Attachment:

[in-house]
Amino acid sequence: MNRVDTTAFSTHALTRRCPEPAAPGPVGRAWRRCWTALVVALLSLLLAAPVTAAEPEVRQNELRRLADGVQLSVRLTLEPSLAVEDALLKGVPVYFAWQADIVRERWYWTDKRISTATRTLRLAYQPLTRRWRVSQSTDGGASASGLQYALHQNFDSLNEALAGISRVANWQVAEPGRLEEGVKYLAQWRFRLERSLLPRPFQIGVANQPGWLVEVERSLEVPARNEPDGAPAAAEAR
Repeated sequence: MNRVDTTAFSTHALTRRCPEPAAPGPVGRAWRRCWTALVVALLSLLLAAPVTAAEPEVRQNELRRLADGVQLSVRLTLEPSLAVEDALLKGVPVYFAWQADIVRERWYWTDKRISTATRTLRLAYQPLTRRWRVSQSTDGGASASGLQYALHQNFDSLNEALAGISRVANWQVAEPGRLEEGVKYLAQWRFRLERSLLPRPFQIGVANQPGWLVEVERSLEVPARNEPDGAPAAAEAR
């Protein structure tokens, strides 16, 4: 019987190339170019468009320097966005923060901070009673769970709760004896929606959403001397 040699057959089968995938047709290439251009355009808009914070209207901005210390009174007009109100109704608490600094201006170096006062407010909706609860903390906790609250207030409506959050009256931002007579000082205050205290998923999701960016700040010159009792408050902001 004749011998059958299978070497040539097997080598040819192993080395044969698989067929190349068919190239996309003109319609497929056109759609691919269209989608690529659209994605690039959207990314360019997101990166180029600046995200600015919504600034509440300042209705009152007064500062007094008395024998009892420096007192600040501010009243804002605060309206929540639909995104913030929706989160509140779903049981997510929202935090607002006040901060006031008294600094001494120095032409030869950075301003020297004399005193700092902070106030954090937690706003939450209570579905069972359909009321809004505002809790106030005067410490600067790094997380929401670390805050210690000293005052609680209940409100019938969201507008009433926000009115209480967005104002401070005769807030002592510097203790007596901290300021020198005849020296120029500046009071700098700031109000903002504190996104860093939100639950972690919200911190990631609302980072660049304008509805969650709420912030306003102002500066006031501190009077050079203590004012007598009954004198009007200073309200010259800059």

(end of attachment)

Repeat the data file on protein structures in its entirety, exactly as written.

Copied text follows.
[in-house]
Amino acid sequence: MNRVDTTAFSTHALTRRCPEPAAPGPVGRAWRRCWTALVVALLSLLLAAPVTAAEPEVRQNELRRLADGVQLSVRLTLEPSLAVEDALLKGVPVYFAWQADIVRERWYWTDKRISTATRTLRLAYQPLTRRWRVSQSTDGGASASGLQYALHQNFDSLNEALAGISRVANWQVAEPGRLEEGVKYLAQWRFRLERSLLPRPFQIGVANQPGWLVEVERSLEVPARNEPDGAPAAAEAR
Repeated sequence: MNRVDTTAFSTHALTRRCPEPAAPGPVGRAWRRCWTALVVALLSLLLAAPVTAAEPEVRQNELRRLADGVQLSVRLTLEPSLAVEDALLKGVPVYFAWQADIVRERWYWTDKRISTATRTLRLAYQPLTRRWRVSQSTDGGASASGLQYALHQNFDSLNEALAGISRVANWQVAEPGRLEEGVKYLAQWRFRLERSLLPRPFQIGVANQPGWLVEVERSLEVPARNEPDGAPAAAEAR
């Protein structure tokens, strides 16, 4: 019987190339170019468009320097966005923060901070009673769970709760004896929606959403001397 040699057959089968995938047709290439251009355009808009914070209207901005210390009174007009109100109704608490600094201006170096006062407010909706609860903390906790609250207030409506959050009256931002007579000082205050205290998923999701960016700040010159009792408050902001 004749011998059958299978070497040539097997080598040819192993080395044969698989067929190349068919190239996309003109319609497929056109759609691919269209989608690529659209994605690039959207990314360019997101990166180029600046995200600015919504600034509440300042209705009152007064500062007094008395024998009892420096007192600040501010009243804002605060309206929540639909995104913030929706989160509140779903049981997510929202935090607002006040901060006031008294600094001494120095032409030869950075301003020297004399005193700092902070106030954090937690706003939450209570579905069972359909009321809004505002809790106030005067410490600067790094997380929401670390805050210690000293005052609680209940409100019938969201507008009433926000009115209480967005104002401070005769807030002592510097203790007596901290300021020198005849020296120029500046009071700098700031109000903002504190996104860093939100639950972690919200911190990631609302980072660049304008509805969650709420912030306003102002500066006031501190009077050079203590004012007598009954004198009007200073309200010259800059």